Hundreds march in Cleveland to mark 50th Anniversary of Dr. Martin Luther King's "I Have A Dream" speech.
CLEVELAND - A recording of the Rev. Martin Luther King Jr. is getting new attention after being found in 2010 by an Ohio high school art teacher and student searching through items the school library was discarding.
The Plain Dealer newspaper reports the 1967 speech preserved on reel-to-reel tape was given, and found, at Glenville High School in Cleveland.
In it, King says "Our power does not lie in Molotov cocktails. ... Our power lies in our ability to say nonviolently that we aren't gonna take it any longer."
King was visiting the city at the request of a group of black ministers a year after riots in a city neighborhood.
The speech has been transferred to CD and will be used in social studies lessons at Cleveland schools.
In 2010, Campus International School opened its doors after reaching an agreement to partner with Cleveland State. It's been a success ever since.
The 1960s Civil Rights Movement came to life Wednesday for students at Facing History New Tech High School in Cleveland.
Many say race relations still have a long way to go in Cleveland 50 years after the March on Washington.
Ohio Gov. John Kasich is commemorating the 50th Anniversary of Martin Luther King's "I Have a Dream" speech with a proclamation.
The Urban League of Greater Cleveland and other community groups have organized a rally and march on Wednesday night to commemorate the 50th anniversary of the March on Washington where Dr. Martin Luther King Junior delivered his 'I Have a Dream' speech.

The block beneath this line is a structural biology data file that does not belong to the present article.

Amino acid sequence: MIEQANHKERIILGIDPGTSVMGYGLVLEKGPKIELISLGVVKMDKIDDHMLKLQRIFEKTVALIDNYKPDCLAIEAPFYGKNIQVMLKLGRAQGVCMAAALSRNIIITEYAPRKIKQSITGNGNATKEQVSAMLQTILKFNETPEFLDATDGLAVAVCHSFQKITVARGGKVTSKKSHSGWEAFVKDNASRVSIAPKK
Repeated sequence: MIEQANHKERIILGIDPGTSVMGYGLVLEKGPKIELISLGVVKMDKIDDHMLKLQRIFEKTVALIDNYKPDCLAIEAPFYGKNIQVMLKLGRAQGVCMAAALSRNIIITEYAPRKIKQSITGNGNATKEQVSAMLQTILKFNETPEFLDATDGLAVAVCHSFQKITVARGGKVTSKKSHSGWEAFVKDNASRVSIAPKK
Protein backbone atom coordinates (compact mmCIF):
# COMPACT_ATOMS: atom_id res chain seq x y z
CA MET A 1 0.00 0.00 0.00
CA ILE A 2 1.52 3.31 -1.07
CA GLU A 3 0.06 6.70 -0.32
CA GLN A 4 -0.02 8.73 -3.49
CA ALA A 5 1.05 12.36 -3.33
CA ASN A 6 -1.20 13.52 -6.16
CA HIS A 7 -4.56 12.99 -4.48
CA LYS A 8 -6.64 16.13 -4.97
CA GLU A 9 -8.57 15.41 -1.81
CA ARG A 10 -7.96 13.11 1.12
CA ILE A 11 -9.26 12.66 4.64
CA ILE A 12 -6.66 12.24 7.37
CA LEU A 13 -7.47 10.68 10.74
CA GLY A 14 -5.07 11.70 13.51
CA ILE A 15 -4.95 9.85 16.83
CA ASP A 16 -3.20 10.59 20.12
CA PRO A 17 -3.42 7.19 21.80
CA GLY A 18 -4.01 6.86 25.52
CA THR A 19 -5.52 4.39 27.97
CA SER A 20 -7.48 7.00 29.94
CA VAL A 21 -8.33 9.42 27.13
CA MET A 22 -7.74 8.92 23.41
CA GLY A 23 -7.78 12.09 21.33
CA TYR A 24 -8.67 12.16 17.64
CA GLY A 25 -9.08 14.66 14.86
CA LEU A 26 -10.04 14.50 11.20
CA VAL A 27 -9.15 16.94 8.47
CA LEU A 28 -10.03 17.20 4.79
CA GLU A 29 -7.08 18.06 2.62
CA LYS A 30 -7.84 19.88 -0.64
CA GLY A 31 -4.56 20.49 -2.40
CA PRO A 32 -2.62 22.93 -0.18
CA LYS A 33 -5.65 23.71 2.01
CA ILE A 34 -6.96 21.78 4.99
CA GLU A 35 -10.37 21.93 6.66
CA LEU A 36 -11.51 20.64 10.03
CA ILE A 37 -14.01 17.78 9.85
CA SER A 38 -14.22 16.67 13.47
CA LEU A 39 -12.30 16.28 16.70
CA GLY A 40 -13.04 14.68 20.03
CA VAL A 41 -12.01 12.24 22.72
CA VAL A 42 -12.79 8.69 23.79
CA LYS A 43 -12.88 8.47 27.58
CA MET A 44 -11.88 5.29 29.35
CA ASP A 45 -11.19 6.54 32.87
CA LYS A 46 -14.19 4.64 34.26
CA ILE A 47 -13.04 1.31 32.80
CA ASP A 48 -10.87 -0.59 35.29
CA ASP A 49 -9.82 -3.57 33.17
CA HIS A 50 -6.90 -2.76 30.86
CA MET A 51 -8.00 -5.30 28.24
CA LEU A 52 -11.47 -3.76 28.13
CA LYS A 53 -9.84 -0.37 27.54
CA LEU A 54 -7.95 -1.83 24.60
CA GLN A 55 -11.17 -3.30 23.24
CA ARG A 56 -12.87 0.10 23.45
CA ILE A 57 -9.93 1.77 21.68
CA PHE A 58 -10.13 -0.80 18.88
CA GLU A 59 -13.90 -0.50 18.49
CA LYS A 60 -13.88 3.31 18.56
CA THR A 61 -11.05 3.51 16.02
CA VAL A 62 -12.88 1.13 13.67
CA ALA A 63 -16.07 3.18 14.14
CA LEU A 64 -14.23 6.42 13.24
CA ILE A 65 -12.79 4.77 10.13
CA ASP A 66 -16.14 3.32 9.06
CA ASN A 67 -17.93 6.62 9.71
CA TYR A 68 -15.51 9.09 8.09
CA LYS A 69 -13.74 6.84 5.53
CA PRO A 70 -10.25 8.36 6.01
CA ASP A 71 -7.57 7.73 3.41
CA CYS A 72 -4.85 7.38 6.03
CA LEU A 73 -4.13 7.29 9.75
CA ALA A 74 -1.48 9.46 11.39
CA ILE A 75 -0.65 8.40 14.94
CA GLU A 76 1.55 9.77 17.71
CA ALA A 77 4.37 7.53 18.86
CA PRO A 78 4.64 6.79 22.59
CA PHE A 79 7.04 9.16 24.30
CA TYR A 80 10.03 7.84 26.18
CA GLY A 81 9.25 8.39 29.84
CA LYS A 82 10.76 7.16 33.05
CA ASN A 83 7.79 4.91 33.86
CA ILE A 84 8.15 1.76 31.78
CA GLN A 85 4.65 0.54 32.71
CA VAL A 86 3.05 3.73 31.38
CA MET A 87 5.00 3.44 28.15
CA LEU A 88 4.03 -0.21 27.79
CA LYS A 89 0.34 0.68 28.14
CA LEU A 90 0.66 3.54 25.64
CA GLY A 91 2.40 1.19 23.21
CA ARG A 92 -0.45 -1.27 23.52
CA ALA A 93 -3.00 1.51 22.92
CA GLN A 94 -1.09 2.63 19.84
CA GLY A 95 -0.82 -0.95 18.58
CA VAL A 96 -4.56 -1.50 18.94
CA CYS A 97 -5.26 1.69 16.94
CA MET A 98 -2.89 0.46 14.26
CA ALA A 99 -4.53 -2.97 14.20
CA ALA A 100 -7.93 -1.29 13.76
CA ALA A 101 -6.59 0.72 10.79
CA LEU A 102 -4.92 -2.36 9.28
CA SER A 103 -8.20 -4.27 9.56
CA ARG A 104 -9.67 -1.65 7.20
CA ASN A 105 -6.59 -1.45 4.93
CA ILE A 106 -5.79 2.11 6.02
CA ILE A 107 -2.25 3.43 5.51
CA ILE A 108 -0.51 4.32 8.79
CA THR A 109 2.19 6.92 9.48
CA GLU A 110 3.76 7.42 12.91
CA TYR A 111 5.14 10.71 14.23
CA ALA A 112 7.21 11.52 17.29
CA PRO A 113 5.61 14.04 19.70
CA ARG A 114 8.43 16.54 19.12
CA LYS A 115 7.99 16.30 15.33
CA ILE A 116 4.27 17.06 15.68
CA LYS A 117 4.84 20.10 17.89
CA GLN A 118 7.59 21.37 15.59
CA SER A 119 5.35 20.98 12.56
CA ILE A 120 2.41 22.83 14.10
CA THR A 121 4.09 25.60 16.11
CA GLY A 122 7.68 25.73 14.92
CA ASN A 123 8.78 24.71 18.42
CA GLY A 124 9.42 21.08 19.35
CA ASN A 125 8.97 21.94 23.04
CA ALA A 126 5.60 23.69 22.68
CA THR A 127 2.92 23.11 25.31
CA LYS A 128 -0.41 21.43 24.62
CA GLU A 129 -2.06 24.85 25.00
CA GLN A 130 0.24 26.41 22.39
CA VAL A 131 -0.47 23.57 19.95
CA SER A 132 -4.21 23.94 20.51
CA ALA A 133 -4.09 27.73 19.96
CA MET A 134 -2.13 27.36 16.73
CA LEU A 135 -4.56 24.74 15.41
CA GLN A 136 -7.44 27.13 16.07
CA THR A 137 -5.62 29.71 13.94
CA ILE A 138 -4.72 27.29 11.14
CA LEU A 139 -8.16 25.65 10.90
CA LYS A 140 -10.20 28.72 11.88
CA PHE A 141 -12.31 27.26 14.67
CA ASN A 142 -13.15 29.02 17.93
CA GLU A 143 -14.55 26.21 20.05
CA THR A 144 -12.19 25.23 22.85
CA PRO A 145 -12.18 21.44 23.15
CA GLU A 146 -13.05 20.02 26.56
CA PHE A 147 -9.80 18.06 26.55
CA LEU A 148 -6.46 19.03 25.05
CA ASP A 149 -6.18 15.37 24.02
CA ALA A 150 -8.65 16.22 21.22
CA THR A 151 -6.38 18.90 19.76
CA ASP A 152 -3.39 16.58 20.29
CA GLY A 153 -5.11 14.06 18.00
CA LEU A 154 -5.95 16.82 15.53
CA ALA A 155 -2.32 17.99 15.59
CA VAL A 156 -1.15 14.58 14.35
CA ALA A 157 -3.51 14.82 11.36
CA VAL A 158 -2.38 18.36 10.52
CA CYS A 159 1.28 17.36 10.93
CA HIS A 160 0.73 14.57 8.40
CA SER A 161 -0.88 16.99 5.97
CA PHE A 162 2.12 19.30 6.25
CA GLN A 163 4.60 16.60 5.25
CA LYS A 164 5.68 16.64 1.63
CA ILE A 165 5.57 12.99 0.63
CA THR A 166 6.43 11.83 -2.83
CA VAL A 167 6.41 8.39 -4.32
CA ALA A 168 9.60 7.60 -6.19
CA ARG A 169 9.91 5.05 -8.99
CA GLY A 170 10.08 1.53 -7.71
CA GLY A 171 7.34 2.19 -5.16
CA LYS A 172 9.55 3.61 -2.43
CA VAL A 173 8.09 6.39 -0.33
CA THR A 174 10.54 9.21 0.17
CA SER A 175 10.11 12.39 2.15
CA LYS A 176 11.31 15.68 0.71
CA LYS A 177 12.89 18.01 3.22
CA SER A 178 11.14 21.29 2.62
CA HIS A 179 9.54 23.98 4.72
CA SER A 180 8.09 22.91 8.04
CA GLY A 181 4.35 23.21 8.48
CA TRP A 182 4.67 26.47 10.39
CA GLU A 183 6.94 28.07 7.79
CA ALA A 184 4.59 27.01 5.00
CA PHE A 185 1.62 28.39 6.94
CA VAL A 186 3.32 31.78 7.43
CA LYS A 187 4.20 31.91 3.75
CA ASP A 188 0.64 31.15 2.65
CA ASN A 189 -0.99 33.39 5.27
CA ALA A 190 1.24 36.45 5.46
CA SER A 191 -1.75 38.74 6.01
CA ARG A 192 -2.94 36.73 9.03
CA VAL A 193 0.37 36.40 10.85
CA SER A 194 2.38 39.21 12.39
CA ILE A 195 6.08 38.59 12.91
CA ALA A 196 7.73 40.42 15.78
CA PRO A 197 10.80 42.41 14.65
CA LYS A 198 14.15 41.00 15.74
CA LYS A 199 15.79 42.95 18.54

There's another Martin Luther King Jr., one largely missing from the popular cultural image of the slain civil rights leader.
Labor union groups and civil rights activists, some of whom were here 50 years ago for the 1963 March on Washington, will gather at the Lincoln Memorial on Saturday to commemorate that event and push a new agenda.
Photographer Wayne Nobles' never-published photos of Rev. Martin Luther King Jr. from the historic March on Washington in 1963 capture a side of the civil rights leader seldom seen by the public.
A Maple Heights resident, who will be commemorating the 50th anniversary of the March on Washington in the nation's capital, once drove Dr. Martin Luther King, Jr. to and from his Montgomery, Alabama church.